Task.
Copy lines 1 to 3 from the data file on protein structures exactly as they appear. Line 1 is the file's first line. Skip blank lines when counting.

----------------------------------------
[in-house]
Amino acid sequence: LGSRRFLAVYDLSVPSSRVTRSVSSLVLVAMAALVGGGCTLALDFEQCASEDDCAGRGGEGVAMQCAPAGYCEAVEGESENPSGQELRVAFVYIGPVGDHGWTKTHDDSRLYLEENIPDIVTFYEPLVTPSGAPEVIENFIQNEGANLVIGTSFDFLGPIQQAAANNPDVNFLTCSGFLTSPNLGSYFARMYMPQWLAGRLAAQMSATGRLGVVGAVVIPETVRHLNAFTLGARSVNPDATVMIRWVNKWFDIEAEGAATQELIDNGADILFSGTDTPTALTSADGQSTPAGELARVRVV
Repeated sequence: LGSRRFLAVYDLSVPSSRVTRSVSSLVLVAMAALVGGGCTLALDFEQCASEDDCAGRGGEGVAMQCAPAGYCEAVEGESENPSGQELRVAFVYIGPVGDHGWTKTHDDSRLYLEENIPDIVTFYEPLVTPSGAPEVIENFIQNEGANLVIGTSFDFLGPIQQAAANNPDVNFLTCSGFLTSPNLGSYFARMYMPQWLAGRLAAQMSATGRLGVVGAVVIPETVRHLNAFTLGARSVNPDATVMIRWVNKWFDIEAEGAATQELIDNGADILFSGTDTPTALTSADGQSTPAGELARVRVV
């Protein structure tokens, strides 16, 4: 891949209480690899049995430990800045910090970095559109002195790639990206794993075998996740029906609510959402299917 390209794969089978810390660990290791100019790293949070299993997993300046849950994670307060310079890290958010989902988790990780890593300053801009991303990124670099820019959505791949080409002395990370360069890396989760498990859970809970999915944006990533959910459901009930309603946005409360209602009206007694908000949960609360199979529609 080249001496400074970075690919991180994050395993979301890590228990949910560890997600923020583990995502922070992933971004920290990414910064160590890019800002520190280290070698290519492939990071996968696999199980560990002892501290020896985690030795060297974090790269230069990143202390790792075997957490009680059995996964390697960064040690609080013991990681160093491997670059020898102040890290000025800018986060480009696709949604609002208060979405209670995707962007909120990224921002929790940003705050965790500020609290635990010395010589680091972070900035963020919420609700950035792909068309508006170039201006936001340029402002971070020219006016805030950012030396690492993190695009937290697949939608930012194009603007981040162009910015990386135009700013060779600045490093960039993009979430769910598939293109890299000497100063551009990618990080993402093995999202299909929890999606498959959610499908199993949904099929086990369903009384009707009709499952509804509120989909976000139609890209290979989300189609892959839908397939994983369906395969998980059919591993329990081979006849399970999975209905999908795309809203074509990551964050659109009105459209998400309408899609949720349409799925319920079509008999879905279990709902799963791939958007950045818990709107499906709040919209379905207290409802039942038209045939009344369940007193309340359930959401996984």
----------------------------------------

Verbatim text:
[in-house]
Amino acid sequence: LGSRRFLAVYDLSVPSSRVTRSVSSLVLVAMAALVGGGCTLALDFEQCASEDDCAGRGGEGVAMQCAPAGYCEAVEGESENPSGQELRVAFVYIGPVGDHGWTKTHDDSRLYLEENIPDIVTFYEPLVTPSGAPEVIENFIQNEGANLVIGTSFDFLGPIQQAAANNPDVNFLTCSGFLTSPNLGSYFARMYMPQWLAGRLAAQMSATGRLGVVGAVVIPETVRHLNAFTLGARSVNPDATVMIRWVNKWFDIEAEGAATQELIDNGADILFSGTDTPTALTSADGQSTPAGELARVRVV
Repeated sequence: LGSRRFLAVYDLSVPSSRVTRSVSSLVLVAMAALVGGGCTLALDFEQCASEDDCAGRGGEGVAMQCAPAGYCEAVEGESENPSGQELRVAFVYIGPVGDHGWTKTHDDSRLYLEENIPDIVTFYEPLVTPSGAPEVIENFIQNEGANLVIGTSFDFLGPIQQAAANNPDVNFLTCSGFLTSPNLGSYFARMYMPQWLAGRLAAQMSATGRLGVVGAVVIPETVRHLNAFTLGARSVNPDATVMIRWVNKWFDIEAEGAATQELIDNGADILFSGTDTPTALTSADGQSTPAGELARVRVV